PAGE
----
Protestors are hoping for an even better turnout than last year, when hundreds of Walmart workers walked off the job in 46 states on Black Friday, according to OUR Walmart, a group advocating for Walmart workers. Protests have already occurred in multiple cities this month -- most notably in Los Angeles, where more than 50 Walmart workers and supporters were arrested in what organizers described as the largest single act of civil disobedience in the retailer’s history.
"We do expect [the protests] to be larger than last year because we have so many more members and so much more community support,” said Dan Schadelman, campaign director for Making a Change at Walmart, another advocacy group focusing on the rights of Walmart workers, in a conference call Thursday. "We're at an exciting moment, the movement of low-wage workers has taken off in 2013."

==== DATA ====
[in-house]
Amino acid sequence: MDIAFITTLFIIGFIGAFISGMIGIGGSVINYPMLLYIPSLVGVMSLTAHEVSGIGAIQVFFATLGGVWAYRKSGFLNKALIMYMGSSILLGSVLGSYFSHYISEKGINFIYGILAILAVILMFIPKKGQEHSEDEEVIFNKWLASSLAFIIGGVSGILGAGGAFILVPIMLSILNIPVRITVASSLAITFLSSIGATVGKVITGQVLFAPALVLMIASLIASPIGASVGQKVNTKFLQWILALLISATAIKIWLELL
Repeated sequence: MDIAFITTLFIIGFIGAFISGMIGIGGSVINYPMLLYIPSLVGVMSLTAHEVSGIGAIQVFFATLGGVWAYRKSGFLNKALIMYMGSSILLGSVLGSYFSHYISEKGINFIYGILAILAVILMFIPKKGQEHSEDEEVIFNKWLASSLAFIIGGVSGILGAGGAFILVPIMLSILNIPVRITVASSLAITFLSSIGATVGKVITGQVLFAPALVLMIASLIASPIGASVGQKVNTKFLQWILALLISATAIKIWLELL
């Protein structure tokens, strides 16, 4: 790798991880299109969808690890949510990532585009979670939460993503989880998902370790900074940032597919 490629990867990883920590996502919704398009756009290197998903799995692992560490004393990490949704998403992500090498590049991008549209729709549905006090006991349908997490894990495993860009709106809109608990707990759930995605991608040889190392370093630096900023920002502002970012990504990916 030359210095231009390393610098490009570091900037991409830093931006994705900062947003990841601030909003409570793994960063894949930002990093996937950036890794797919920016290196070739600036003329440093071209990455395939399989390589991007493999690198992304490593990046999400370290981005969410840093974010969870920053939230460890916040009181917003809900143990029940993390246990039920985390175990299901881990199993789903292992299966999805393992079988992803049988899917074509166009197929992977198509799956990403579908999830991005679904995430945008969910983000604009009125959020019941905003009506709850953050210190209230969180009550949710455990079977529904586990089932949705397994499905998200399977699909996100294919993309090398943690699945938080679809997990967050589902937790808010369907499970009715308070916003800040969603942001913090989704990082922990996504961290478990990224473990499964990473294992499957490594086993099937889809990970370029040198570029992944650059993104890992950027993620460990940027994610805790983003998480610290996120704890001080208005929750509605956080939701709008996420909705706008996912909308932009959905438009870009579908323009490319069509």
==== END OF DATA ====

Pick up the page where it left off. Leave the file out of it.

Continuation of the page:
Making a Change at Walmart is seeking an end to alleged retaliation against workers, as well as to win full-time work and $25,000 per year for those who seek it.
Walmart, which made $17 billion in profit last year, is facing...